Why? Given that the fan balloting is essentially a popularity contest, exposure is the key. The Lakers are on national TV more than any other team in the league, so more casual fans know who Andrew Bynum is. Some random fan in Miami, punching out his vote for Dwyane Wade, has Western Conference players to vote for as well. That fan is simply not going to vote for Chris Kaman (or Marc Gasol for that matter) because they probably don't even know those names. The thinking goes something like this: "Bynum plays with Kobe Bryant, so I'll vote for Bynum."
Happily, Bynum is playing well and might actually deserve the honor that he'll likely receive whether he earns it or not. Hopefully this won't be like A.C. Green in 1990 or B.J. Armstrong in 1994 where completely mediocre players rode the coattails of superstar teammates and media overexposure into ludicrous ASG starts.
Kaman has almost no chance at being selected by the fans because his profile is too low. Bynum is the obvious favorite, but regardless, for Kaman to make it to Dallas it will have to be as an All Star reserve.
Other Considerations - All Star Reserves
The Western Conference coaches choose the All Star reserves. Unlike the fans, they are not given a list of names in specific positions. The coaches are allowed to use their discretion to choose a player at any position, provided that player plays the position. They do have to vote by position - two guards, two forwards, one center and two wild cards - but they have the leeway to move players around some to get the best players in the game.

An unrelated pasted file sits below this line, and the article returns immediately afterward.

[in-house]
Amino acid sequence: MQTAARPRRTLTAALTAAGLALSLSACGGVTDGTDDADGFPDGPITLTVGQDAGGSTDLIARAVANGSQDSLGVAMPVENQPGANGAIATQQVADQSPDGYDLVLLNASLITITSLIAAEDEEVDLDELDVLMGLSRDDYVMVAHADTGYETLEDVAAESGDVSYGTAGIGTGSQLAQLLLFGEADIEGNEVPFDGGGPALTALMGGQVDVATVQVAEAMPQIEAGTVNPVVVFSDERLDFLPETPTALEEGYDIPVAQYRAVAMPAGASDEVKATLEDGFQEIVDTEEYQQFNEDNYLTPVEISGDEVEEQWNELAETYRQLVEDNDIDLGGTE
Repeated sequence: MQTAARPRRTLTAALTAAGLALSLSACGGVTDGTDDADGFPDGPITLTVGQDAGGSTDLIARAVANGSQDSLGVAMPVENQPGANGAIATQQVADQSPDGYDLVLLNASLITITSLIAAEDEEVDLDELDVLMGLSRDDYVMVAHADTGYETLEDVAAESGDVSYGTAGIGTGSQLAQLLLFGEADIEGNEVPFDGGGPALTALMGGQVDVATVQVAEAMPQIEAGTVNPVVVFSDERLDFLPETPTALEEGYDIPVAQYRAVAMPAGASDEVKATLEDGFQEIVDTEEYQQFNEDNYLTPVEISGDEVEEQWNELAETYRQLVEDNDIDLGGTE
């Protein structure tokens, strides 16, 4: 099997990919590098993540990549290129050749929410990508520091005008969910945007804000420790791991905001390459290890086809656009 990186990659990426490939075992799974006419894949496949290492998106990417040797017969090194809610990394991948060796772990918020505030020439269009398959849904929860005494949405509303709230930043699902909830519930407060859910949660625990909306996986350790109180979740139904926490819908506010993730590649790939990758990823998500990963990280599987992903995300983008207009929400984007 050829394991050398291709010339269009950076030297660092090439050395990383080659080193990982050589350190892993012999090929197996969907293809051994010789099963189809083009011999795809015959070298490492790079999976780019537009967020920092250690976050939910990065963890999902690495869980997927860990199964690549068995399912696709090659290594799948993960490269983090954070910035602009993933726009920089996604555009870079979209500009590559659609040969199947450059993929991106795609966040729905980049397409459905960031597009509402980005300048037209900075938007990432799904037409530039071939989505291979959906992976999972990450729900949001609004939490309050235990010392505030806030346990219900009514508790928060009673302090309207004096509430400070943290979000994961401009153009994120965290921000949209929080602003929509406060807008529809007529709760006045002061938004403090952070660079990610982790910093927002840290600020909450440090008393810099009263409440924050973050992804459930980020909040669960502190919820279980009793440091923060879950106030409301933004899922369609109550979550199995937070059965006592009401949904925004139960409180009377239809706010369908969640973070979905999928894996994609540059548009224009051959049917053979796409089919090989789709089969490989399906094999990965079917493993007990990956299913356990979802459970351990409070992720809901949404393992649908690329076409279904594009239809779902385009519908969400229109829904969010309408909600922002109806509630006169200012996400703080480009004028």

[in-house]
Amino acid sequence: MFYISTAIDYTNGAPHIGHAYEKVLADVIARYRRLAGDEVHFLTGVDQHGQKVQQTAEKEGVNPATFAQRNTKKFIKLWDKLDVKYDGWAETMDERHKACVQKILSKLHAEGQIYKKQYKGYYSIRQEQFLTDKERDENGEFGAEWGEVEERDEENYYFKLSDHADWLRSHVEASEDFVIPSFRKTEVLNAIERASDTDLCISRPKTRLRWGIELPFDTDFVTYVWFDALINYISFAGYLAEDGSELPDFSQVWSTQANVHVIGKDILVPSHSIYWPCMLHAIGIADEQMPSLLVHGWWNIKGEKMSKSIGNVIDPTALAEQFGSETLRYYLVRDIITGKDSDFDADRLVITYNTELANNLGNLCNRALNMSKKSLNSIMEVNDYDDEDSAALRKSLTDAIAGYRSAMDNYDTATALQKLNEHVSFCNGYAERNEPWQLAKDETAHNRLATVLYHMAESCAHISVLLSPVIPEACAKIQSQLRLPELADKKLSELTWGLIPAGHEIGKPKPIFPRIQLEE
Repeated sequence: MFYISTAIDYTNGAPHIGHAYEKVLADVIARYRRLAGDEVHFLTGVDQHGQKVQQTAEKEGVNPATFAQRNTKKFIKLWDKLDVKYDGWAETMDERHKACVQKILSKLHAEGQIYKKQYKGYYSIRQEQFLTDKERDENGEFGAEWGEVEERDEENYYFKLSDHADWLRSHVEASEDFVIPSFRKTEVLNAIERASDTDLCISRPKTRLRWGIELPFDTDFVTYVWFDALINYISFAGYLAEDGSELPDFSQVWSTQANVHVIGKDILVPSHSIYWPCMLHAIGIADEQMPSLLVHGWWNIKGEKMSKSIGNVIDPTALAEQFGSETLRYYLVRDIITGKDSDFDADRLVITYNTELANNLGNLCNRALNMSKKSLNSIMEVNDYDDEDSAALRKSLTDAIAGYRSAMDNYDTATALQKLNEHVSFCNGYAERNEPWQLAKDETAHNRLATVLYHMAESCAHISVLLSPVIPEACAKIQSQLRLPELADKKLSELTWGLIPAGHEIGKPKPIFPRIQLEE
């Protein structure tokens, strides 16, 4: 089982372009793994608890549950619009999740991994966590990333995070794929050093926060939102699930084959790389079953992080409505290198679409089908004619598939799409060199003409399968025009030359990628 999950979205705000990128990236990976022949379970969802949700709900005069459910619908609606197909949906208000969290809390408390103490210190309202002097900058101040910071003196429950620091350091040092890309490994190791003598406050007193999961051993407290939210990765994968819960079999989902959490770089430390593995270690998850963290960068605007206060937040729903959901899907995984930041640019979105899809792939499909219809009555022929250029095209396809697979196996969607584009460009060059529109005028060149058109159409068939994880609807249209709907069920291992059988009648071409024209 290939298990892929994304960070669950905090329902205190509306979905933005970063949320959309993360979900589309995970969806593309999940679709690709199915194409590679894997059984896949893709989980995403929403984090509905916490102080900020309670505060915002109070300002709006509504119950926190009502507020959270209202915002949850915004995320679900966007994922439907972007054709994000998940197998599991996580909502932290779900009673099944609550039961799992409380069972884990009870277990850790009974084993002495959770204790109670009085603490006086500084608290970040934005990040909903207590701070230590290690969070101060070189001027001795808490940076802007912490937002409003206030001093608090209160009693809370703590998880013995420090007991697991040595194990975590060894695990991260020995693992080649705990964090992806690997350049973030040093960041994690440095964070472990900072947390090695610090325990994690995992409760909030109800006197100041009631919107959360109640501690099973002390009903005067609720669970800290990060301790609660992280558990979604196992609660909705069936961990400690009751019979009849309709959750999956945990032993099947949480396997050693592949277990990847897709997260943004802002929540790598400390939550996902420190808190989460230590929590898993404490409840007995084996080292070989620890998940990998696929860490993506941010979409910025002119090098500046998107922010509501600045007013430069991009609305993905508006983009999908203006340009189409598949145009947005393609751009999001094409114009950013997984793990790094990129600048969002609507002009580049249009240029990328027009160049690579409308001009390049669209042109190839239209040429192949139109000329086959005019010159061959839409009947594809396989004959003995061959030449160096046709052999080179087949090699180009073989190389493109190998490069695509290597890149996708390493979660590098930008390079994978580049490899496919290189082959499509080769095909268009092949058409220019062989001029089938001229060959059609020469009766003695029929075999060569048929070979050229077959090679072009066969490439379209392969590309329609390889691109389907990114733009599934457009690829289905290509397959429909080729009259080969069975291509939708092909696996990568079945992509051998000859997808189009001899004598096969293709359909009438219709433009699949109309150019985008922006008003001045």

This is a major consideration in the west, where Tim Duncan is essentially the top center in the conference despite being listed as a power forward on the ASG ballot. Duncan is the obvious crossover from the four position, but it's entirely possible that seven footers Pau Gasol or even Dirk Nowitzki could be given center votes by some coaches.
Amare Stoudemire also presents a problem here. If he is listed as a center on the actual ballot, he is the one player who will have a chance to displace Bynum. If he is listed as a forward, he will certainly get center votes as a reserve if he plays well.
So in fighting for a reserve spot on the team, Kaman will be up against not just the depleted centers of the conference, but also the very deep pool of power forwards out west. If Carlos Boozer and Duncan and Stoudemire and Nowitzki and David West and LaMarcus Aldridge are all having great seasons, it would not be at all unusual for several coaches to slide Duncan or Stoudemire over to the center spot on their ballots.
Other Considerations - Team Record
Finally, it is a fact of All Star game voting, particularly for the reserves, that the team record is taken into consideration. In that sense, it's not the All Star game so much as the All Star game for players from teams with winning records. Essentially, if you play for a losing team, it doesn't matter how great you are, you will not be on the All Star team - not as a reserve.
So if Kaman wants to have a chance, the first order of business is winning some games. (Marc Gasol has the same issue, perhaps even worse, since he's on a losing team from a small market.) It won't matter how strong his stats are if the Clippers are 10-25 on January 1.
The bottom line is that Kaman will probably be hunting and fishing in Michigan in February, not playing basketball in a football stadium in Dallas. If the team starts to play well, and is in the mix for a playoff spot in January, that will increase his chances significantly. If not, even Kaman 4.0 wouldn't be an All Star.